Front Door Damage

Collapse
X
 
  • Filter
  • Time
  • Show
Clear All
new posts

    Front Door Damage

    In Apr last year I visited my property that I let, whilst there I noticed damage to the front door, it looked like something had been forced into the door causing cracks. I did not raise it with the tenant, but informed the letting agency that I want it investigated. In Dec the agency contacted me to inform me that the door had worsened due to the previous damage and that I was to replace it.

    It turns out that they had only recorded the door as damaged but no investigation was carried out, I told them that I would not replace the door until I know what happened. They have now told me that the tenant claims that she nor her family had damaged the door and it must have been done by a stranger. I have since gone back to them and asked if she had reported the incident to the police, the response was 'no'. I believe she has broken her contract by not reporting the incident immediately to the police (as per contract) therefore is she liable to replace the front door. Door is damaged on the outside.. further to this I strongly believe the tenant is responsible but unfortunately I don't have evidence. Your advice greatly appreciated.

    #2
    If you were to sue your tenant for the cost of replacing the door, what evidence could you present to show that the damage was caused by your tenant? Would the court accept your strong (and possibly correct) belief that the tenant was responsible, and find in your favour 'on a balance of probabilities'? It wouldn't, would it?

    Comment


      #3
      My understanding is that under LL&T Act 1985 s11(1)
      http://www.legislation.gov.uk/ukpga/1985/70/section/11
      11 Repairing obligations in short leases.

      (1)In a lease to which this section applies (as to which, see sections 13 and 14) there is implied a covenant by the lessorÔÇö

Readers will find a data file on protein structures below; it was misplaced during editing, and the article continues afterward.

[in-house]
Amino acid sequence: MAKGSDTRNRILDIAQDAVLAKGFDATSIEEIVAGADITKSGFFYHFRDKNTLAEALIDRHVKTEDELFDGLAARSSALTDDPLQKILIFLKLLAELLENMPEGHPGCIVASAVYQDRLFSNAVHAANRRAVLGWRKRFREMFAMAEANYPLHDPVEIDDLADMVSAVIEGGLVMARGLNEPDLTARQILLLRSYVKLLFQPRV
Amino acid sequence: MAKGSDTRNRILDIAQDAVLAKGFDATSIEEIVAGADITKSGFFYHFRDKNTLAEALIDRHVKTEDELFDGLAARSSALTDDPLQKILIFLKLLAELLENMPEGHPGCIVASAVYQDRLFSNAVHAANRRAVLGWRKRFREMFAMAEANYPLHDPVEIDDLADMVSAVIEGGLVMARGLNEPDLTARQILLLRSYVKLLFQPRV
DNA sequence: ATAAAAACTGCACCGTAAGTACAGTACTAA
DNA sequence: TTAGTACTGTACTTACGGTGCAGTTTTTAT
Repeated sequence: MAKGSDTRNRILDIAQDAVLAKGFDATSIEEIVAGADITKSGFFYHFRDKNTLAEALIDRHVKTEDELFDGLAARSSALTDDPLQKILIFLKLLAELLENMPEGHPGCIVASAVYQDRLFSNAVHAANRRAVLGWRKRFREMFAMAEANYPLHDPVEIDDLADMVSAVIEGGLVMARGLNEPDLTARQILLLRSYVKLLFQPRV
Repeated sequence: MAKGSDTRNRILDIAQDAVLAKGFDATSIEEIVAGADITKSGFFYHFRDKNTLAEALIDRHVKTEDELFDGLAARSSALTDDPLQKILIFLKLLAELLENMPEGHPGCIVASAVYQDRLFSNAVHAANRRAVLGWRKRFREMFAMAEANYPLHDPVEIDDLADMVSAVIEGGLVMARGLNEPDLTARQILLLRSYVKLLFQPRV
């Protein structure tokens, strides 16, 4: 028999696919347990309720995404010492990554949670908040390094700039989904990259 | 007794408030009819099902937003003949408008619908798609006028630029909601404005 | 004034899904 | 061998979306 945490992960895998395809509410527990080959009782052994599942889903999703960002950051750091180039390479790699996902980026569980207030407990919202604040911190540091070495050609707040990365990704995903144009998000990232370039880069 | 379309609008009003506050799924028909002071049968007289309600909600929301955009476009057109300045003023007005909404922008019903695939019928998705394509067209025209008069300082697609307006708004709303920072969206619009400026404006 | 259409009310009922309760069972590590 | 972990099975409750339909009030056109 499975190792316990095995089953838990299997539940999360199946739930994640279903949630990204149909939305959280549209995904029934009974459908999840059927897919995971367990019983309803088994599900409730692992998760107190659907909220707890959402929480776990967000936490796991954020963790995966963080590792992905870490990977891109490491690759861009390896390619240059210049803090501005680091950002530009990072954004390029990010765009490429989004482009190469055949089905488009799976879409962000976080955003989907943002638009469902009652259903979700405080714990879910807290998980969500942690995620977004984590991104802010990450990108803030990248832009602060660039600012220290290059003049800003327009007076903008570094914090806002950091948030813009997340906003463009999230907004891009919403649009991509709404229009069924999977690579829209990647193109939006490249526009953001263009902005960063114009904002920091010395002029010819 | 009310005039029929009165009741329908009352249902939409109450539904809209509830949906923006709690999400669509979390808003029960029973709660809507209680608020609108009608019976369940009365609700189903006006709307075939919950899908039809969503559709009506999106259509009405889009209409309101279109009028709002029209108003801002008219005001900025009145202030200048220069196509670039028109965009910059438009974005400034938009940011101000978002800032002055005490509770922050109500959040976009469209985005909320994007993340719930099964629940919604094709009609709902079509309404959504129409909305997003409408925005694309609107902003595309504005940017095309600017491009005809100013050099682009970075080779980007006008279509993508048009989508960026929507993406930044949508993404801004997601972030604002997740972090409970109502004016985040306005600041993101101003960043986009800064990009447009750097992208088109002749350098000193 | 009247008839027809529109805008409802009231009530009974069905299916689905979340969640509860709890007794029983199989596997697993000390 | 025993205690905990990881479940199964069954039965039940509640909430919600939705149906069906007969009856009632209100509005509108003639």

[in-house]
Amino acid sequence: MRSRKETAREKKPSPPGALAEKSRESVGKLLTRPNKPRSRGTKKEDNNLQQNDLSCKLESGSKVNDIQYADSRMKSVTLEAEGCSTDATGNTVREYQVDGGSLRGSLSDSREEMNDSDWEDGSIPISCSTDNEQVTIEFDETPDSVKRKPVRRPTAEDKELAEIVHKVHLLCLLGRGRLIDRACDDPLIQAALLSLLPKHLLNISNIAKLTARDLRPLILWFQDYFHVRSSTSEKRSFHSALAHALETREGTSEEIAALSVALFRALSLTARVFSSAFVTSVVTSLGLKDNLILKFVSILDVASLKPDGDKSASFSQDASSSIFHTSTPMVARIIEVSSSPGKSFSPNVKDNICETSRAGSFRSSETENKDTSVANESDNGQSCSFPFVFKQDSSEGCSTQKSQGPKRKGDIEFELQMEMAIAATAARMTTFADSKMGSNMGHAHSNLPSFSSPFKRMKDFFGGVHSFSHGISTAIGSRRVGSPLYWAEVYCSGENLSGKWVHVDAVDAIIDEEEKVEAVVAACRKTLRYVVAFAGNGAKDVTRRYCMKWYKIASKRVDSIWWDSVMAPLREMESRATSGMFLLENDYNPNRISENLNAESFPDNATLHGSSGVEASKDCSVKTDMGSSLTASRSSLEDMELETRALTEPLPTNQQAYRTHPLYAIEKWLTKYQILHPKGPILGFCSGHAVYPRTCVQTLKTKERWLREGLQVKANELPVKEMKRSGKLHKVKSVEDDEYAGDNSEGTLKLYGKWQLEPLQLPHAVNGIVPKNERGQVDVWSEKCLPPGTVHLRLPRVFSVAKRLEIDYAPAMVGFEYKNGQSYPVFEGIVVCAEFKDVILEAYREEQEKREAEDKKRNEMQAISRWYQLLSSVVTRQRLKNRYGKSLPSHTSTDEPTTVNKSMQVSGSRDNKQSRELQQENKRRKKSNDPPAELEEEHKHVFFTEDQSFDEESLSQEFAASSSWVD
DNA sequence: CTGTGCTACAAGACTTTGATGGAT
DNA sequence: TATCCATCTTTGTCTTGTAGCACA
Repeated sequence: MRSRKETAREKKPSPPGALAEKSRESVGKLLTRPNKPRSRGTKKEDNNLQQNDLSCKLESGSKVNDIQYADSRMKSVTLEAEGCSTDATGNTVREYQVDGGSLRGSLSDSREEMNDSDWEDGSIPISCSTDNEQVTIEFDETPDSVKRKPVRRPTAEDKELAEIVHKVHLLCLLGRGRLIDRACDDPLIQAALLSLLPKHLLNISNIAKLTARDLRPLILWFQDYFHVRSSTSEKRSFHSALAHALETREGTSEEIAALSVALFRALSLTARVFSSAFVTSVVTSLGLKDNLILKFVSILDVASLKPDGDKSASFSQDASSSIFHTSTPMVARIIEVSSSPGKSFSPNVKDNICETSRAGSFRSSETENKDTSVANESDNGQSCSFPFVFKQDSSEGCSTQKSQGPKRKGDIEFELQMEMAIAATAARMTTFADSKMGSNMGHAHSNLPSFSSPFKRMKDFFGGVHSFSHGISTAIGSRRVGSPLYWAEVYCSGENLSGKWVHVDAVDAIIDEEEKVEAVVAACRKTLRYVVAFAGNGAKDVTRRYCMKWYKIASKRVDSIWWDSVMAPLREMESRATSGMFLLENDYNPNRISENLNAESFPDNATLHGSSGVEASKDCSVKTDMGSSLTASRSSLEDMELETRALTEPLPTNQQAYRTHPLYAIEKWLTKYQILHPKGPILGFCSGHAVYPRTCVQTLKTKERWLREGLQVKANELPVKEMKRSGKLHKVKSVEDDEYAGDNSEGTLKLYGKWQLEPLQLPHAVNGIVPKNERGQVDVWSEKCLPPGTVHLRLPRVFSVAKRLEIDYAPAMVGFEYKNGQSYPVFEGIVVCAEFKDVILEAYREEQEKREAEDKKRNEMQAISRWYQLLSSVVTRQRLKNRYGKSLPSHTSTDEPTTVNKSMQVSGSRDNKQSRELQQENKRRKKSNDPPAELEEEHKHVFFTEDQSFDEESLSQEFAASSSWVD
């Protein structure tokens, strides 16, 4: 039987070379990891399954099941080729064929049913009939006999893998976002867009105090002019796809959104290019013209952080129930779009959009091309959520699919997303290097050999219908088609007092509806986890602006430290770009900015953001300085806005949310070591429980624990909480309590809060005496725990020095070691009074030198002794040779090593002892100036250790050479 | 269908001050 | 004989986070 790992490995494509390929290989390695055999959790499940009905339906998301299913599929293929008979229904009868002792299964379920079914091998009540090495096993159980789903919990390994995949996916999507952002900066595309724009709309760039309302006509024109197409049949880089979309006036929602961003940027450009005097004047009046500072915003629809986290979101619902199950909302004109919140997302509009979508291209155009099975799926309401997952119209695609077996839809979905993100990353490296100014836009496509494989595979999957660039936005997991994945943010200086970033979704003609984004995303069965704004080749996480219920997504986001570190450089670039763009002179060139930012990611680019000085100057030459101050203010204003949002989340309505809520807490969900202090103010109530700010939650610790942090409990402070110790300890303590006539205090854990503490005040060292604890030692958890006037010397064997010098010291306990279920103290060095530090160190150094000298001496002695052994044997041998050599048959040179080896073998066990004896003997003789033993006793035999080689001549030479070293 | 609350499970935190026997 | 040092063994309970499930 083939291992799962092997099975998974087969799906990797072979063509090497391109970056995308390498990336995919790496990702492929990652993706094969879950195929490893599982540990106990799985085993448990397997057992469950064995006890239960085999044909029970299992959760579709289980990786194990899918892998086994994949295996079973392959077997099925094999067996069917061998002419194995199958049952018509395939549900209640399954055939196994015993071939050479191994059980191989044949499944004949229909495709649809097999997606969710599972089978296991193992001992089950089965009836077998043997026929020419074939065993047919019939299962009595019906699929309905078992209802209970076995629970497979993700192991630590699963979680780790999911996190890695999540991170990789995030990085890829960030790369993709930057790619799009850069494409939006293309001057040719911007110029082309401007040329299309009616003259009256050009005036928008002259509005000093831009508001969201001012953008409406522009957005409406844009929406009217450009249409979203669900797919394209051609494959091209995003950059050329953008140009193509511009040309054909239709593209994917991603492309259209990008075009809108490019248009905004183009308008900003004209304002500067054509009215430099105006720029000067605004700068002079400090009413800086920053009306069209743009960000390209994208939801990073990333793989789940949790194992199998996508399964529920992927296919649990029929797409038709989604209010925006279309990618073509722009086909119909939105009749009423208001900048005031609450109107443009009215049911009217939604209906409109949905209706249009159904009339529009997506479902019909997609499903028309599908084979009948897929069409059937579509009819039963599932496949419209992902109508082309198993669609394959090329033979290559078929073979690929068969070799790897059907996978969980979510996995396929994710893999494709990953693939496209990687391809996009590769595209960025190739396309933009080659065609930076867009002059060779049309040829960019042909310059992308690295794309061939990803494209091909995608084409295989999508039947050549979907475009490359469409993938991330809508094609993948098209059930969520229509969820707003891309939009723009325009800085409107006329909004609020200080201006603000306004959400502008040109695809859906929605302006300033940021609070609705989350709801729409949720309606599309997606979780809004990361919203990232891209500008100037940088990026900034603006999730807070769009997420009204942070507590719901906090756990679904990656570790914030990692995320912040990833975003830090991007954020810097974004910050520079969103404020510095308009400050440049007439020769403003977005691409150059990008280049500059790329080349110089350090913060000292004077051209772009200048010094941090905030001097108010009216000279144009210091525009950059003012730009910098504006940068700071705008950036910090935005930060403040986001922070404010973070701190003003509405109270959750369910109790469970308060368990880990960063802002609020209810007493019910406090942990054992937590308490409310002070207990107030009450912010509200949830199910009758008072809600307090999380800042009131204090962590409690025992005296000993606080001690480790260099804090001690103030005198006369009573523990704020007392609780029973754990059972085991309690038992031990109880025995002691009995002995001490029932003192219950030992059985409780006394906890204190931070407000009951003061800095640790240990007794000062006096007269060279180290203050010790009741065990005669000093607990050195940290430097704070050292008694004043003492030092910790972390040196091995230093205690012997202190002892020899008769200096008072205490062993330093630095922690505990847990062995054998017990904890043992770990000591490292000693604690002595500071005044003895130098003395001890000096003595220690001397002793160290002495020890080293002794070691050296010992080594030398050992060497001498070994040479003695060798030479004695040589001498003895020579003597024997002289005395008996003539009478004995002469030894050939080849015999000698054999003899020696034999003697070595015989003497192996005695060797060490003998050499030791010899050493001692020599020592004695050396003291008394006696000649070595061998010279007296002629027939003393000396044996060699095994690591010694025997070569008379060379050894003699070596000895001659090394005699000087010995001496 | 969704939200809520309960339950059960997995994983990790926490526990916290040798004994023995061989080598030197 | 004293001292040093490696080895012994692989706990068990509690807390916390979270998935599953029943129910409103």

(a)to keep in repair the structure and exterior of the dwelling-house (including drains, gutters and external pipes),
      (b)to keep in repair and proper working order the installations in the dwelling-house for the supply of water, gas and electricity and for sanitation (including basins, sinks, baths and sanitary conveniences, but not other fixtures, fittings and appliances for making use of the supply of water, gas or electricity), and
      (c)to keep in repair and proper working order the installations in the dwelling-house for space heating and heating water.
      - the front door/entrance is part of landlord's responsibility so landlord must, if it requires repair, repair it (in reasonable time after report of problem). And tradesmen in my experience want paying.

      So - IF AND ONLY IF door needs replacing/fixing - replace/fix it, pay for it, then, if you wish, send bill to tenant and/or attempt recovery of costs from deposit when they leave.

      In your shoes I'd have an s21 (if valid) served TODAY. And be considering firing agent. However, tenant may of course be correct. You can't (I assume) prove tenant-wot-did-it.

      I would not want any of my properties to have an insecure front door (possibly need to fix due to insurance): My priority would be fix it 1st, sort bill out 2nd. But appreciate when LL is fairly certain it's tenant's fault it grates somewhat..
      I am legally unqualified: If you need to rely on advice check it with a suitable authority - eg a solicitor specialising in landlord/tenant law...